Friday, June 23, 2000

Stunned plant workers try to regroup

By Tom O'Neill
The Cincinnati Enquirer

Mary Osborn and Norma McFann worry about the fture of Piketon.
(Ernest Coleman photo)
| ZOOM |
        PIKETON — Signs at the entrance to the uranium enrichment plant cut to the chase: No trespassing, cameras, firearms, intoxicants or contraband. To that list, add hope.

        News that U.S. Enrichment Corp. plans to shut down its plant, eliminating 1,400 jobs beginning next June, spread Thursday like a flash fire through this corner of Appalachia.

        “It's going to be devastating,” said electric switch operator Carl Hartley, a union trustee who, with 26 years in, will fall short of a full pension. “Now is not the time to be putting out a resume. Who wants a 51-year-old guy from a nuclear plant?”

        U.S. Enrichment's Portsmouth Gaseous Diffusion Plant, about 95 miles east of Cincinnati, has been very good to this region — and vice versa.

        Of the 29 southern Ohio counties considered Appalachia, USEC is one of the biggest employers and the only consistent provider of high-salary jobs.

        But the jobs spawned from USEC extend far beyond the barbed-wire fence around its 640-acre site.

        “I remember the last time jobs left, that was about 10 years ago, a lot of homes went up for sale,” said Valerie Hettinter, a 31-year-old waitress at Charlie's Place, about three miles down U.S. 23 in Scioto County.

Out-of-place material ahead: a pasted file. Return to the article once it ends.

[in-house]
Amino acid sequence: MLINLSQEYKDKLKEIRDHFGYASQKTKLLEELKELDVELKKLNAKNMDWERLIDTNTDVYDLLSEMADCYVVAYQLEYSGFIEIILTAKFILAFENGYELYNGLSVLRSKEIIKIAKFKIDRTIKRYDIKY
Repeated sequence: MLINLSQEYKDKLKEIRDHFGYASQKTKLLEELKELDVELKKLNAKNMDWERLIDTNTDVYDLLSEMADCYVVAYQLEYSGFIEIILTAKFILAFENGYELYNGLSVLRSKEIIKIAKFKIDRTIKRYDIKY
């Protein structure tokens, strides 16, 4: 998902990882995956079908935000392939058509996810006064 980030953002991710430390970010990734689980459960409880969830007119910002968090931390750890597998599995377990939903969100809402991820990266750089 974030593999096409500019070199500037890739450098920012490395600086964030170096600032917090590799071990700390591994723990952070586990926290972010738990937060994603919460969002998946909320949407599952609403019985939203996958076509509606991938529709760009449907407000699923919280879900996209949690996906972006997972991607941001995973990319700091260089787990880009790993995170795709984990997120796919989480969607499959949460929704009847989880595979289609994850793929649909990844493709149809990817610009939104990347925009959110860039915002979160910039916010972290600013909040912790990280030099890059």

At Cayman's Family Dining Restaurant, a USEC lunch spot in Piketon famous for its three-piece fried chicken plate, owner Peg Lahman said, “If the pullout is complete, it's going to be a drastic change. We were looking to expand. Now, who knows?”

        Cayman's is quintessential small-town. There's a Flexible Flyer sled on one wall, with a pair of ice skates hanging from it. The boys skates are hockey, the girls are figure.

        “What ya want?” the waitress asked one local. “The usual?”

        He nodded and out came the fried chicken, a side of mashed potatoes with gravy and corn. For $4.25.

        There's a two-story brick high school on West Street where union workers